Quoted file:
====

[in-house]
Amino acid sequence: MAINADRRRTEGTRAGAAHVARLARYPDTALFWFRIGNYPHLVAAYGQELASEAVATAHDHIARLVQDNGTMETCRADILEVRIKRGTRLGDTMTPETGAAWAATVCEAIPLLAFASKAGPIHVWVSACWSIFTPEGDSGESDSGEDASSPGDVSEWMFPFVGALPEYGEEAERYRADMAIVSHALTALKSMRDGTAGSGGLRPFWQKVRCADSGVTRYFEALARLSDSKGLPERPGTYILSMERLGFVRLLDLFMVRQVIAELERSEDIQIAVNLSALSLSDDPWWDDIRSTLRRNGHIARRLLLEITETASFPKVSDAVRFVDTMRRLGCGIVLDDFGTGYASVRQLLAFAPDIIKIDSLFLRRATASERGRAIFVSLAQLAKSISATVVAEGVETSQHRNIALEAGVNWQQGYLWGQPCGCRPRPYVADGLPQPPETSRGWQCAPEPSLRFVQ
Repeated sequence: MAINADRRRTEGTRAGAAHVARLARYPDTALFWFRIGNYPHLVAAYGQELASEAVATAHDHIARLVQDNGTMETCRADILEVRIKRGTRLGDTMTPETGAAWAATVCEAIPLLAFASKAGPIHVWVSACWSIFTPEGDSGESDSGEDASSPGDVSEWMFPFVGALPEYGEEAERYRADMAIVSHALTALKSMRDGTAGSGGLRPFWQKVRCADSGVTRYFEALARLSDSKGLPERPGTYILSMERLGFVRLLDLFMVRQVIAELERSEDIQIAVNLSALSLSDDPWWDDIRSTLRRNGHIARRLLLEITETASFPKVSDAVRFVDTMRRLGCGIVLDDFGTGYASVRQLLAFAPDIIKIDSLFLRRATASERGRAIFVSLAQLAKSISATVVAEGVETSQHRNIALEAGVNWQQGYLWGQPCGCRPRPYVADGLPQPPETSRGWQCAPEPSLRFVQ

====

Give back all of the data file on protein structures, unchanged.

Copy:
[in-house]
Amino acid sequence: MAINADRRRTEGTRAGAAHVARLARYPDTALFWFRIGNYPHLVAAYGQELASEAVATAHDHIARLVQDNGTMETCRADILEVRIKRGTRLGDTMTPETGAAWAATVCEAIPLLAFASKAGPIHVWVSACWSIFTPEGDSGESDSGEDASSPGDVSEWMFPFVGALPEYGEEAERYRADMAIVSHALTALKSMRDGTAGSGGLRPFWQKVRCADSGVTRYFEALARLSDSKGLPERPGTYILSMERLGFVRLLDLFMVRQVIAELERSEDIQIAVNLSALSLSDDPWWDDIRSTLRRNGHIARRLLLEITETASFPKVSDAVRFVDTMRRLGCGIVLDDFGTGYASVRQLLAFAPDIIKIDSLFLRRATASERGRAIFVSLAQLAKSISATVVAEGVETSQHRNIALEAGVNWQQGYLWGQPCGCRPRPYVADGLPQPPETSRGWQCAPEPSLRFVQ
Repeated sequence: MAINADRRRTEGTRAGAAHVARLARYPDTALFWFRIGNYPHLVAAYGQELASEAVATAHDHIARLVQDNGTMETCRADILEVRIKRGTRLGDTMTPETGAAWAATVCEAIPLLAFASKAGPIHVWVSACWSIFTPEGDSGESDSGEDASSPGDVSEWMFPFVGALPEYGEEAERYRADMAIVSHALTALKSMRDGTAGSGGLRPFWQKVRCADSGVTRYFEALARLSDSKGLPERPGTYILSMERLGFVRLLDLFMVRQVIAELERSEDIQIAVNLSALSLSDDPWWDDIRSTLRRNGHIARRLLLEITETASFPKVSDAVRFVDTMRRLGCGIVLDDFGTGYASVRQLLAFAPDIIKIDSLFLRRATASERGRAIFVSLAQLAKSISATVVAEGVETSQHRNIALEAGVNWQQGYLWGQPCGCRPRPYVADGLPQPPETSRGWQCAPEPSLRFVQ